Socioeconomic inequality in property tax assessment and protest
Increasing property values are usually a good thing, but there is an instance in which it’s not desirable: property tax appraisal. Every year, homeowners experience shock when receiving their tax notices.
And more often than should, the county-appraised property value varies dramatically from the home’s fair market value. For property owners already strained, the increased tax burden feels unfair – and, in many cases, their sentiment is justified.
Property taxes represent a significant expense for any homeowner. Nonetheless, they fund many of the amenities and services a community’s residents enjoy, including public schools, road maintenance, and other crucial infrastructure. Property taxes are a necessary civil cost that directly benefits taxpayers.
The system appears fair: taxes are calculated based on a fixed percentage of the home’s appraised value. However, property tax appraisals frequently show stark inequalities. But resilient as ever, taxpayers are finding ways to fight economic discrimination.
Property tax discrimination widespread in the U.S.
According to a recent study by Christopher Berry from the University of Chicago, lower-priced homes across the country are consistently and significantly over appraised. Meanwhile, higher-end properties frequently receive below-market valuations.
Consequently, the tax rate is effectively higher in the poorest neighborhoods. Berry confirmed the disparity, noting, “a property in the bottom price decile pays an effective tax rate that is more than double that paid by a property in the top decile within the same jurisdiction, on average.”
Most of the over-valuing issues result from the design of the valuation system. Assessors do not usually get access to the interior of the property. As a result, they are not aware of crucial data regarding factors that influence the house’s value, including interior condition, amenities, and functional utility.
Additionally, many counties use automated systems that employ standardized data. These programs do not account for changing factors, such as the neighborhood’s desirability or the job market, amplifying discrepancies between the county’s appraisal and market value. And some communities lack industry standards: property values are not reviewed often enough, or the existing standards are not enforced.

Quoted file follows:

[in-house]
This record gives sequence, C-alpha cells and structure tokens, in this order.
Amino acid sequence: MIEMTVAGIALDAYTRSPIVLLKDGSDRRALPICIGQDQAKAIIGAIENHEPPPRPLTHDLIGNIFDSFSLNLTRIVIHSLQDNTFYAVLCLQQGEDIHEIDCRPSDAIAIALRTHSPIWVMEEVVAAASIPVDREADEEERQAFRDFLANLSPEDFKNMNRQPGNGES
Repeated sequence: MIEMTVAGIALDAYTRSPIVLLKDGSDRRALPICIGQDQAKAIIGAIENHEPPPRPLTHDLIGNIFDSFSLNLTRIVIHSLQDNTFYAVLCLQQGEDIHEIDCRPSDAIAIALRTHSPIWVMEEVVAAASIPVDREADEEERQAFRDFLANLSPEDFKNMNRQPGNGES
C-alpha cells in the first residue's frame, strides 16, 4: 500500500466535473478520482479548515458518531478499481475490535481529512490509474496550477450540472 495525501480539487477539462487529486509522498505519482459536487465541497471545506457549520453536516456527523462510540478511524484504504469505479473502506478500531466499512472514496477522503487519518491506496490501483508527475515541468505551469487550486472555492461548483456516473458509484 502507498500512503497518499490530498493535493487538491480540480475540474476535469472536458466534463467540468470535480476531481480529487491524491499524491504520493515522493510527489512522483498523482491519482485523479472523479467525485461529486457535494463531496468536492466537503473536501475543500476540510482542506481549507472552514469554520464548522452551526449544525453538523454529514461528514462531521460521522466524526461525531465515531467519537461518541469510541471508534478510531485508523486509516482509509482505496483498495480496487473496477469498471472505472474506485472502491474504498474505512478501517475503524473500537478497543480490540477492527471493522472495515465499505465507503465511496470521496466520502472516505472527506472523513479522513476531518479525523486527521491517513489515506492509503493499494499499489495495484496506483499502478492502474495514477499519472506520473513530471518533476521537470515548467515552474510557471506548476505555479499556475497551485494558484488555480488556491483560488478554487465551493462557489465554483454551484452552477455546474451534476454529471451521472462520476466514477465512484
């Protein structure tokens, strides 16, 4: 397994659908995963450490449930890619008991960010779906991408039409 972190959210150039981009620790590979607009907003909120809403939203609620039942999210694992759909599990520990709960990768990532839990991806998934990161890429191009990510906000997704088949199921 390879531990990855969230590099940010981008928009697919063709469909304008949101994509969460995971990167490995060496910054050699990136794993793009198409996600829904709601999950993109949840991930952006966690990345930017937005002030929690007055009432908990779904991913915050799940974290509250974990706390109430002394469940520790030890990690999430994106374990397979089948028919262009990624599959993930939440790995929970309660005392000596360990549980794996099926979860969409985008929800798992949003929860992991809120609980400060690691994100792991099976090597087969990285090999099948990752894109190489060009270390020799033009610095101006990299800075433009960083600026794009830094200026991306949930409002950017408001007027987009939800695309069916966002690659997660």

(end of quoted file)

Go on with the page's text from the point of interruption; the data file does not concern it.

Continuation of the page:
Furthermore, lower-income homeowners are less likely to protest their tax bills compared to their more prosperous neighbors. They may not be aware of the procedures to appeal their tax appraisal, don’t have access to the data required to make an effective appeal, or can’t afford (or aren’t aware of) tax professionals that can help.
Paths to lower tax bills
Every county allows property owners to appeal their new property tax appraisal. Conditions and deadlines for appeal depend on the locality. If they are fortunate enough to have the funds, property owners can hire tax protest professionals to file on their behalf. Unfortunately, this is typically not a viable option for low-income homeowners struggling to pay the mortgage and stay afloat, reinforcing economic disparity.
Homeowners can also file on their own. But to present a strong case, property owners need to provide supporting evidence that the property is overvalued, such as comparable sales data or pictures that capture damage and deteriorating condition.
Some states have put in ‘caps’ limiting how much the assessed value can grow on a year-over-year basis. Homeowners can appeal if the county raises the value over the limit. If the county valuation increases over the threshold, the appraisal can qualify for revision, even if the market value supports the county’s opinion – as in a hot real estate market. The appraisal review board then considers the appeal and renders its decision.
Property owners are also utilizing property tax protest services that incorporate machine learning and AI into their methodology. The application of this technology reduces the time and expense involved in preparing the supporting data for the protest, allowing these firms to pass on the savings and offer lower fees to homeowners.
The most vulnerable homeowners can also lower their tax bills by applying for tax relief programs. Some jurisdictions offer tax exemptions for seniors, veterans, people with disabilities, and lower-income households. Primary residences may also qualify for a homestead exemption, with rules that vary by state.
Toward a fairer property valuation system
Property tax discrimination intensifies the burden of ownership in lower-income neighborhoods. Struggling property owners are contending with effective tax rates that are considerably higher than their more affluent counterparts’.
Yet, homeowners are entitled to protest unfair property taxes. By questioning and fighting inflated values, homeowners are supporting economic equality in their communities.
May 12th 2021
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